Food firms welcome waste reduction success

By Mike Stones

- Last updated on GMT

Related tags: Food waste, Carbon dioxide

Rubbish achievement: household food waste had tumbled by 13% or 1.1Mt per year over the past three years
Rubbish achievement: household food waste had tumbled by 13% or 1.1Mt per year over the past three years
Food and drink manufacturers have welcomed figures showing a significant fall in UK household waste generated over the past three years.

Household food waste had tumbled by 13% or 1.1Mt a year to 7.2Mt from 8.3Mt in 2006/07, according to the government-funded Waste & Resources Action Programme (WRAP).

Speaking at the organisation’s annual conference, chief executive Dr Liz Goodwin said her organisation had met all its major targets. It had helped to keep 11Mt of waste out of landfill, avoided 5.5Mt of carbon dioxide equivalent emissions and, in the process, generated £2bn of benefits to the UK economy, including £1.8bn of cost savings.

Andrew Kuyk, the Food and drink Federation (FDF) director of sustainability and competitiveness, said: “Even though most food waste is generated by households rather than manufacturers, our members recognise the need to lead by example in their own operations.

Zero waste

“Our most recent survey of waste arisings, published in 2010, showed that the industry is now sending less than 9% of its food waste to landfill and is on track to meet its target of zero food and packaging waste to landfill by 2015.”

Sending food waste to landfill wastes the resources used in its production and adds to total greenhouse gas emissions through decomposition, he said. This is particularly true when food is wasted at the household end of the chain.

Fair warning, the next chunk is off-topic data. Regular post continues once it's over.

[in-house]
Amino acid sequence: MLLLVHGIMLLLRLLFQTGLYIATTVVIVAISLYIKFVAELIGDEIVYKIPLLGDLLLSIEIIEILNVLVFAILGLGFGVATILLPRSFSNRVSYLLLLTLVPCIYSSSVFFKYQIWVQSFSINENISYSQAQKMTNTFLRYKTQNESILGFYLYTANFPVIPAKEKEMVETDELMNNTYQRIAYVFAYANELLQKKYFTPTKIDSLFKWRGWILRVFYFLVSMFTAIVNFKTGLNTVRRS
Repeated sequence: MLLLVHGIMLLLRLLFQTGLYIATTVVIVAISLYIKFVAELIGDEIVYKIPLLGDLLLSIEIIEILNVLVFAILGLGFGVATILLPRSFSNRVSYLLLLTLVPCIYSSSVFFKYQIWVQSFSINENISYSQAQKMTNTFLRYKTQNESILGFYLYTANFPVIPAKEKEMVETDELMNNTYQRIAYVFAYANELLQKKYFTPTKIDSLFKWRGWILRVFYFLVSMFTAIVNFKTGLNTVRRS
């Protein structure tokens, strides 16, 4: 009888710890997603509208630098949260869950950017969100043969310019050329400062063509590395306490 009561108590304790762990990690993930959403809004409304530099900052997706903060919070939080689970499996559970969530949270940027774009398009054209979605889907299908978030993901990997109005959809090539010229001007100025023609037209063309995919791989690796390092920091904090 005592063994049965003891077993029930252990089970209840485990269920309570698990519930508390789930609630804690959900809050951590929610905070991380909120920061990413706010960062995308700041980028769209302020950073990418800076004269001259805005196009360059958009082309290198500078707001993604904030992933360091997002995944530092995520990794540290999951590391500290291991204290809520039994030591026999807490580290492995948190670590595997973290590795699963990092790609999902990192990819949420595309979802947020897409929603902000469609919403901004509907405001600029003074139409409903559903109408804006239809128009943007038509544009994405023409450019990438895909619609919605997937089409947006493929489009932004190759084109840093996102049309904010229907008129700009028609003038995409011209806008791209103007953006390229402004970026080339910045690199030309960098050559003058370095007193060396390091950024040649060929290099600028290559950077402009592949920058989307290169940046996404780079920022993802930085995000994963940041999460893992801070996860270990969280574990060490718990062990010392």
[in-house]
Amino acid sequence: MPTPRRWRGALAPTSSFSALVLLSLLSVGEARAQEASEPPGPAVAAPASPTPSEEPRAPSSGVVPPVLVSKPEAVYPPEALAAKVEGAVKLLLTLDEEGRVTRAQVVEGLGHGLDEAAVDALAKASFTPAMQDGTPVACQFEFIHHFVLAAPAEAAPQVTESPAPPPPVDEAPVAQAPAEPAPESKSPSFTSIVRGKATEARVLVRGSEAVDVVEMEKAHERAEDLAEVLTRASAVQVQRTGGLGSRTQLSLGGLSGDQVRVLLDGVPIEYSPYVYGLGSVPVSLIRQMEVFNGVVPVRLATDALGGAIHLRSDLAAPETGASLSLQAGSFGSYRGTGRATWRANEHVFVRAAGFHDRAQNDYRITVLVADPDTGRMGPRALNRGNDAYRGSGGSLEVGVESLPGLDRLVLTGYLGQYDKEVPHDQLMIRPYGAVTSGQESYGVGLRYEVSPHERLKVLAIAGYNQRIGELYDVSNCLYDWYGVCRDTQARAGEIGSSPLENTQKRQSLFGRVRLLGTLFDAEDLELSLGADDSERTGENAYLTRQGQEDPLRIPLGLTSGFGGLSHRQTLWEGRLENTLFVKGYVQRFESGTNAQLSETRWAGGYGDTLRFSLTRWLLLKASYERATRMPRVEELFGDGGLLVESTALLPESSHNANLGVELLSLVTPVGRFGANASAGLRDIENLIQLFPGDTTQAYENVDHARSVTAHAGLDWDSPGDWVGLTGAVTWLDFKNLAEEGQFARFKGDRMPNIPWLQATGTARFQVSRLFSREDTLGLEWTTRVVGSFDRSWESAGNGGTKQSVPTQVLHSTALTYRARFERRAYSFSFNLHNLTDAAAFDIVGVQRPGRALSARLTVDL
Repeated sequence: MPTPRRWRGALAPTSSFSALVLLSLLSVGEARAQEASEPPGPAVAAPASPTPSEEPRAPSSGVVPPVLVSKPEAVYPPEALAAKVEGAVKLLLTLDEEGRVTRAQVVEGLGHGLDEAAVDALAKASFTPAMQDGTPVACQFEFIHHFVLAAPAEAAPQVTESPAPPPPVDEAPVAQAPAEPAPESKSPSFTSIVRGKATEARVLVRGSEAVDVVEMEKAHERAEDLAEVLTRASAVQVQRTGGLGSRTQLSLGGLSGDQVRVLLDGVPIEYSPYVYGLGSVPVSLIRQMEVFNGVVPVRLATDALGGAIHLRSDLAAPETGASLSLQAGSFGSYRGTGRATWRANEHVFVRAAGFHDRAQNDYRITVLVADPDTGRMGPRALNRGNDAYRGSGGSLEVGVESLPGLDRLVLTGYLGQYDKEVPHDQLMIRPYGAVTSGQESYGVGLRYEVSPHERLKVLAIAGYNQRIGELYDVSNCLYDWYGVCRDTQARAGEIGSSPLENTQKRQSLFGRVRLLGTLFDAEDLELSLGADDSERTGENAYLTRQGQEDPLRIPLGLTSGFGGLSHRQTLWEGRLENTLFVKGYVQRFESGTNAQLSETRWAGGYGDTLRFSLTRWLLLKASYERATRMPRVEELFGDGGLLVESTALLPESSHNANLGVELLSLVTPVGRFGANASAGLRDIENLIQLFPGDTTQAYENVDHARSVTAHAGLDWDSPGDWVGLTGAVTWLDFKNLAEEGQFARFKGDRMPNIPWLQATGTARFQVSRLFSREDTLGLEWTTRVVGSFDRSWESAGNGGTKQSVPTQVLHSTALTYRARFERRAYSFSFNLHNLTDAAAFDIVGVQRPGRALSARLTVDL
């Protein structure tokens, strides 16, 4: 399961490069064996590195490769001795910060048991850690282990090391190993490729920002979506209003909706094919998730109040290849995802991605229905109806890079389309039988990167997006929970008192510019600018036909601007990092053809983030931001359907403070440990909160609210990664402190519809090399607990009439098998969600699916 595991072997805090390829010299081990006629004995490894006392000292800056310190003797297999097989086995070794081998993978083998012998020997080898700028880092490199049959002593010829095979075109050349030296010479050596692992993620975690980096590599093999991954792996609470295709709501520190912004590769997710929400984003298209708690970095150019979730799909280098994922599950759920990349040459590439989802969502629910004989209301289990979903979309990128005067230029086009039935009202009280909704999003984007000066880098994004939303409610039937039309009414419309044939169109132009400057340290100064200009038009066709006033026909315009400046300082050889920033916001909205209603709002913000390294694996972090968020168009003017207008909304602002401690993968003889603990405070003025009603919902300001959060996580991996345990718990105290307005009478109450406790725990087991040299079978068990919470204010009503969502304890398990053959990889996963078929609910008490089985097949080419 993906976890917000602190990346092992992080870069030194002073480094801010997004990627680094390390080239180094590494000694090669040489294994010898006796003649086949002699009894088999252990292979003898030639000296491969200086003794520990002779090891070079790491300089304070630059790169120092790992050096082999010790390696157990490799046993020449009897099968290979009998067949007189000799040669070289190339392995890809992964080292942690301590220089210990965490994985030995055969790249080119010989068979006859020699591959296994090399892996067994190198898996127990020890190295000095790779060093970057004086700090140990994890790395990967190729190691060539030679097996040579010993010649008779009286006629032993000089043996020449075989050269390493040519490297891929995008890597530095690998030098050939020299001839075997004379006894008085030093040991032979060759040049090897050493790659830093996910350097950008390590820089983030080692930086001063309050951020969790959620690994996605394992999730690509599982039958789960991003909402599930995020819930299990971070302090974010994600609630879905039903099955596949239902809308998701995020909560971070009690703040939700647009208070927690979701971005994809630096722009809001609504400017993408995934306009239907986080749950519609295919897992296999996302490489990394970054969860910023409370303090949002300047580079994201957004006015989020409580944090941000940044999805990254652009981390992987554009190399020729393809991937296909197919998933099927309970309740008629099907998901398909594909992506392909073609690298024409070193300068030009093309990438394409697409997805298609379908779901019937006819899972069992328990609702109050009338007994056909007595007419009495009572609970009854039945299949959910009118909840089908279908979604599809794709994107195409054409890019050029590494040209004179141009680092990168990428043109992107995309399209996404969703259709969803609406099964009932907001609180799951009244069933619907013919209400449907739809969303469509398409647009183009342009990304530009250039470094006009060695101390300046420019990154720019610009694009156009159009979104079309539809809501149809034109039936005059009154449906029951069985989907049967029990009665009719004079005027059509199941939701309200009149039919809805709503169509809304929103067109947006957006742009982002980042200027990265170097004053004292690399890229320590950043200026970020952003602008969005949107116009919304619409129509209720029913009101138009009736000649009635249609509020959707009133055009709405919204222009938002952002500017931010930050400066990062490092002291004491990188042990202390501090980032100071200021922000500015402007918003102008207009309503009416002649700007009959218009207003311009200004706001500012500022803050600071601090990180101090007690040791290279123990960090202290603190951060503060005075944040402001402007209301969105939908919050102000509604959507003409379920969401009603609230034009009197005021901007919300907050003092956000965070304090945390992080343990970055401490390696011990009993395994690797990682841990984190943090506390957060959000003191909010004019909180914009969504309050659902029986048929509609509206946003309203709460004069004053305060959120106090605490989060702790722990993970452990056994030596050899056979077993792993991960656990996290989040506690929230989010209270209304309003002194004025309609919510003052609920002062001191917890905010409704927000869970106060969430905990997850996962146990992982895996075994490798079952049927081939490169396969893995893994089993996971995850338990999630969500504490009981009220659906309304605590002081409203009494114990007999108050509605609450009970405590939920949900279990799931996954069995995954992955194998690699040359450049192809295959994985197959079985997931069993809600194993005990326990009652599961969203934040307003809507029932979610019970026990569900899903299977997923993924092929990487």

“The FDF and its members are focused on helping consumers reduce food waste including work with WRAP as part of Courtauld Commitment 2 and the Love Food Hate Waste campaign,"​ said Kuyk.

But Goodwin highlighted the work ahead: “There was a big job still to be done given the food we waste in homes alone is worth £12bn a year. Food wasted throughout the supply chain was ‘significant’ at a time when food security was a major global issue,”​ she said.

Meanwhile, the British Retail Consortium (BRC) claimed the fall in food waste from homes revealed retailers’ success in changing customers’ behaviour.

Hard-earned money

BRC's head of environment Bob Gordon said: “This reduction is all the more important because food waste has such a large environmental impact and costs people hard-earned money. The scale of the reduction shows retailers are right to support customers in tackling the biggest source of food waste – the home. Previous WRAP figures showed eight times more food waste coming from homes than from stores.”

Gordon added: “It’s also good to see local authorities taking more responsibility. Rising numbers of separate collections are making more households aware of their food waste and the need to tackle it.”

To read the household food waste report, click here .

Related topics: Supply Chain

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